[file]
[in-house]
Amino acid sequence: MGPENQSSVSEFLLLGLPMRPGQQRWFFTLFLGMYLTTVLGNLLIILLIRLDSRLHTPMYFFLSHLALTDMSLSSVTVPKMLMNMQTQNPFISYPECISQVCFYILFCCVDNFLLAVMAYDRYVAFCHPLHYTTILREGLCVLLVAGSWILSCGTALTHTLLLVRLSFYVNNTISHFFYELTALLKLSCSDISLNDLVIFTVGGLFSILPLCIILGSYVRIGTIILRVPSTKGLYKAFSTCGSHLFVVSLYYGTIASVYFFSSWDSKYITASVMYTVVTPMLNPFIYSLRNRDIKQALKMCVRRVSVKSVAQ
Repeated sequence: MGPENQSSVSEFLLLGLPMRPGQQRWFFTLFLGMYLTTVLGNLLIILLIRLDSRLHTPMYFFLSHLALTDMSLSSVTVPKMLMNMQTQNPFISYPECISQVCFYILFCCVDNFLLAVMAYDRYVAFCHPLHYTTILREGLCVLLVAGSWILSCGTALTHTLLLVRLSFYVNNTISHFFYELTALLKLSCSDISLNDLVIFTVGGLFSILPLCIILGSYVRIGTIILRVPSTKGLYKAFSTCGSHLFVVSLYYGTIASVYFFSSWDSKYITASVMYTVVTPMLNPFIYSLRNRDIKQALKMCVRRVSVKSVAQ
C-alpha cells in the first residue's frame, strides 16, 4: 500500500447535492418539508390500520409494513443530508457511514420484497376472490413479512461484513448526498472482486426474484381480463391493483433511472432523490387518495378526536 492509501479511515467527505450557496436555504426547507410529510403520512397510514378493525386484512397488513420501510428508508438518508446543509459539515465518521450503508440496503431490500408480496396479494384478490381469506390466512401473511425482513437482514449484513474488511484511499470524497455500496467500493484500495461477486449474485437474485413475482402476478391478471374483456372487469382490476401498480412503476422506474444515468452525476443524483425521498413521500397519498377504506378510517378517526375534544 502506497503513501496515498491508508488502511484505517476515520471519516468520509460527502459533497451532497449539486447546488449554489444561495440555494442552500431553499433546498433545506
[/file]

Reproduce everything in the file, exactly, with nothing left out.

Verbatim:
[in-house]
Amino acid sequence: MGPENQSSVSEFLLLGLPMRPGQQRWFFTLFLGMYLTTVLGNLLIILLIRLDSRLHTPMYFFLSHLALTDMSLSSVTVPKMLMNMQTQNPFISYPECISQVCFYILFCCVDNFLLAVMAYDRYVAFCHPLHYTTILREGLCVLLVAGSWILSCGTALTHTLLLVRLSFYVNNTISHFFYELTALLKLSCSDISLNDLVIFTVGGLFSILPLCIILGSYVRIGTIILRVPSTKGLYKAFSTCGSHLFVVSLYYGTIASVYFFSSWDSKYITASVMYTVVTPMLNPFIYSLRNRDIKQALKMCVRRVSVKSVAQ
Repeated sequence: MGPENQSSVSEFLLLGLPMRPGQQRWFFTLFLGMYLTTVLGNLLIILLIRLDSRLHTPMYFFLSHLALTDMSLSSVTVPKMLMNMQTQNPFISYPECISQVCFYILFCCVDNFLLAVMAYDRYVAFCHPLHYTTILREGLCVLLVAGSWILSCGTALTHTLLLVRLSFYVNNTISHFFYELTALLKLSCSDISLNDLVIFTVGGLFSILPLCIILGSYVRIGTIILRVPSTKGLYKAFSTCGSHLFVVSLYYGTIASVYFFSSWDSKYITASVMYTVVTPMLNPFIYSLRNRDIKQALKMCVRRVSVKSVAQ
C-alpha cells in the first residue's frame, strides 16, 4: 500500500447535492418539508390500520409494513443530508457511514420484497376472490413479512461484513448526498472482486426474484381480463391493483433511472432523490387518495378526536 492509501479511515467527505450557496436555504426547507410529510403520512397510514378493525386484512397488513420501510428508508438518508446543509459539515465518521450503508440496503431490500408480496396479494384478490381469506390466512401473511425482513437482514449484513474488511484511499470524497455500496467500493484500495461477486449474485437474485413475482402476478391478471374483456372487469382490476401498480412503476422506474444515468452525476443524483425521498413521500397519498377504506378510517378517526375534544 502506497503513501496515498491508508488502511484505517476515520471519516468520509460527502459533497451532497449539486447546488449554489444561495440555494442552500431553499433546498433545506